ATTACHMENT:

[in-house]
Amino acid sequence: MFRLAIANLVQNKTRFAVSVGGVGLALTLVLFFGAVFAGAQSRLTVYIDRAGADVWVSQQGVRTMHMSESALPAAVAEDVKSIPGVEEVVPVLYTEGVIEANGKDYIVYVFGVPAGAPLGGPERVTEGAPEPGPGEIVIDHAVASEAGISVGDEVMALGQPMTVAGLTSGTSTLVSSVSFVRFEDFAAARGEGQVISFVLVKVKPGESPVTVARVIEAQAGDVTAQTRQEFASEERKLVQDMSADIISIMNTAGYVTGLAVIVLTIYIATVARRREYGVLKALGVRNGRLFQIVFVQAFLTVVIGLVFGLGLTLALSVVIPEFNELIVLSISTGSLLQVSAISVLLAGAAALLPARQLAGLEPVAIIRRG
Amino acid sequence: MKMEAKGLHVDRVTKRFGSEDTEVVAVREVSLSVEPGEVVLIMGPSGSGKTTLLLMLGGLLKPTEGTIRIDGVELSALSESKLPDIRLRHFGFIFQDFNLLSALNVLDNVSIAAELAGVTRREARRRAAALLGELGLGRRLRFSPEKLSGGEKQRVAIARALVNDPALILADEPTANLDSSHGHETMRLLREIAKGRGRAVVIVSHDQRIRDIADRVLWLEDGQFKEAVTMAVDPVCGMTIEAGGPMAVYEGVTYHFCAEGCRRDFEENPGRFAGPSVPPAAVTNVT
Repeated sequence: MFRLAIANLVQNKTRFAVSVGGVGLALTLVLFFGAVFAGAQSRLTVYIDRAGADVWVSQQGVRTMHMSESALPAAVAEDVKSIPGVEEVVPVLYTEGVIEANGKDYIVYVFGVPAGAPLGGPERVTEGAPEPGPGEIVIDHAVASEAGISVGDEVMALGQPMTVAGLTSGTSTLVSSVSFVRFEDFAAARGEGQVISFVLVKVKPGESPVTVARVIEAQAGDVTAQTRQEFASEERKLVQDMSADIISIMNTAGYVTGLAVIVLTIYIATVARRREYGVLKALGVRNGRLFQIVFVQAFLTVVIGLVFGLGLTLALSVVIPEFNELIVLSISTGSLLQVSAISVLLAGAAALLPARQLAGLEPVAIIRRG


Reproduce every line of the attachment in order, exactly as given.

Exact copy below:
[in-house]
Amino acid sequence: MFRLAIANLVQNKTRFAVSVGGVGLALTLVLFFGAVFAGAQSRLTVYIDRAGADVWVSQQGVRTMHMSESALPAAVAEDVKSIPGVEEVVPVLYTEGVIEANGKDYIVYVFGVPAGAPLGGPERVTEGAPEPGPGEIVIDHAVASEAGISVGDEVMALGQPMTVAGLTSGTSTLVSSVSFVRFEDFAAARGEGQVISFVLVKVKPGESPVTVARVIEAQAGDVTAQTRQEFASEERKLVQDMSADIISIMNTAGYVTGLAVIVLTIYIATVARRREYGVLKALGVRNGRLFQIVFVQAFLTVVIGLVFGLGLTLALSVVIPEFNELIVLSISTGSLLQVSAISVLLAGAAALLPARQLAGLEPVAIIRRG
Amino acid sequence: MKMEAKGLHVDRVTKRFGSEDTEVVAVREVSLSVEPGEVVLIMGPSGSGKTTLLLMLGGLLKPTEGTIRIDGVELSALSESKLPDIRLRHFGFIFQDFNLLSALNVLDNVSIAAELAGVTRREARRRAAALLGELGLGRRLRFSPEKLSGGEKQRVAIARALVNDPALILADEPTANLDSSHGHETMRLLREIAKGRGRAVVIVSHDQRIRDIADRVLWLEDGQFKEAVTMAVDPVCGMTIEAGGPMAVYEGVTYHFCAEGCRRDFEENPGRFAGPSVPPAAVTNVT
Repeated sequence: MFRLAIANLVQNKTRFAVSVGGVGLALTLVLFFGAVFAGAQSRLTVYIDRAGADVWVSQQGVRTMHMSESALPAAVAEDVKSIPGVEEVVPVLYTEGVIEANGKDYIVYVFGVPAGAPLGGPERVTEGAPEPGPGEIVIDHAVASEAGISVGDEVMALGQPMTVAGLTSGTSTLVSSVSFVRFEDFAAARGEGQVISFVLVKVKPGESPVTVARVIEAQAGDVTAQTRQEFASEERKLVQDMSADIISIMNTAGYVTGLAVIVLTIYIATVARRREYGVLKALGVRNGRLFQIVFVQAFLTVVIGLVFGLGLTLALSVVIPEFNELIVLSISTGSLLQVSAISVLLAGAAALLPARQLAGLEPVAIIRRG